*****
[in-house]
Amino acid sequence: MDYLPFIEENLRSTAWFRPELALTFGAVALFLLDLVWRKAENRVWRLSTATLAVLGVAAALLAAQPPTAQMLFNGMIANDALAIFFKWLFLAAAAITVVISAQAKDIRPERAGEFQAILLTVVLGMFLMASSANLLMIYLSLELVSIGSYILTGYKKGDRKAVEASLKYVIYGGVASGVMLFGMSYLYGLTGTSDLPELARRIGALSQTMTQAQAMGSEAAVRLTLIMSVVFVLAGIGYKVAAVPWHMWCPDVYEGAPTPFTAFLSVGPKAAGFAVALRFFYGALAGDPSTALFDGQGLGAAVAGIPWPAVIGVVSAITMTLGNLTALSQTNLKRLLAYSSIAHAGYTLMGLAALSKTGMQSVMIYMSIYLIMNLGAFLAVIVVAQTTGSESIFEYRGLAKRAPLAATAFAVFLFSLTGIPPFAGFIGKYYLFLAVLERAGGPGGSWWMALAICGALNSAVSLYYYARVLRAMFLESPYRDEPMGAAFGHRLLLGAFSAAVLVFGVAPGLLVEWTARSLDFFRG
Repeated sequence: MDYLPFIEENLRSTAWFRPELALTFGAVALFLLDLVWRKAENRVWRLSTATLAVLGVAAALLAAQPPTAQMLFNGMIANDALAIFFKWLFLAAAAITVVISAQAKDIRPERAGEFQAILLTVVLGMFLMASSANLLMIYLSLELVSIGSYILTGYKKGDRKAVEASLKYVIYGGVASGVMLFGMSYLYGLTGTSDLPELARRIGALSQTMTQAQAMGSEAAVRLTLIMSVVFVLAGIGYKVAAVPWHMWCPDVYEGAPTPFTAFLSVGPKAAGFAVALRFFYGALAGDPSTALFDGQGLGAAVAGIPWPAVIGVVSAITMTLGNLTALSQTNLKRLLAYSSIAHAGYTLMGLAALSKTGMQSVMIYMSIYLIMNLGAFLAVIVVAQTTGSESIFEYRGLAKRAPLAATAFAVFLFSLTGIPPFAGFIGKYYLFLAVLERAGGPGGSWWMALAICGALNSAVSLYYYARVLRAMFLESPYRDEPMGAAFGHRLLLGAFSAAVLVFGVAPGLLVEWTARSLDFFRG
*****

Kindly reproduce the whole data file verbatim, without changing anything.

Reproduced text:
[in-house]
Amino acid sequence: MDYLPFIEENLRSTAWFRPELALTFGAVALFLLDLVWRKAENRVWRLSTATLAVLGVAAALLAAQPPTAQMLFNGMIANDALAIFFKWLFLAAAAITVVISAQAKDIRPERAGEFQAILLTVVLGMFLMASSANLLMIYLSLELVSIGSYILTGYKKGDRKAVEASLKYVIYGGVASGVMLFGMSYLYGLTGTSDLPELARRIGALSQTMTQAQAMGSEAAVRLTLIMSVVFVLAGIGYKVAAVPWHMWCPDVYEGAPTPFTAFLSVGPKAAGFAVALRFFYGALAGDPSTALFDGQGLGAAVAGIPWPAVIGVVSAITMTLGNLTALSQTNLKRLLAYSSIAHAGYTLMGLAALSKTGMQSVMIYMSIYLIMNLGAFLAVIVVAQTTGSESIFEYRGLAKRAPLAATAFAVFLFSLTGIPPFAGFIGKYYLFLAVLERAGGPGGSWWMALAICGALNSAVSLYYYARVLRAMFLESPYRDEPMGAAFGHRLLLGAFSAAVLVFGVAPGLLVEWTARSLDFFRG
Repeated sequence: MDYLPFIEENLRSTAWFRPELALTFGAVALFLLDLVWRKAENRVWRLSTATLAVLGVAAALLAAQPPTAQMLFNGMIANDALAIFFKWLFLAAAAITVVISAQAKDIRPERAGEFQAILLTVVLGMFLMASSANLLMIYLSLELVSIGSYILTGYKKGDRKAVEASLKYVIYGGVASGVMLFGMSYLYGLTGTSDLPELARRIGALSQTMTQAQAMGSEAAVRLTLIMSVVFVLAGIGYKVAAVPWHMWCPDVYEGAPTPFTAFLSVGPKAAGFAVALRFFYGALAGDPSTALFDGQGLGAAVAGIPWPAVIGVVSAITMTLGNLTALSQTNLKRLLAYSSIAHAGYTLMGLAALSKTGMQSVMIYMSIYLIMNLGAFLAVIVVAQTTGSESIFEYRGLAKRAPLAATAFAVFLFSLTGIPPFAGFIGKYYLFLAVLERAGGPGGSWWMALAICGALNSAVSLYYYARVLRAMFLESPYRDEPMGAAFGHRLLLGAFSAAVLVFGVAPGLLVEWTARSLDFFRG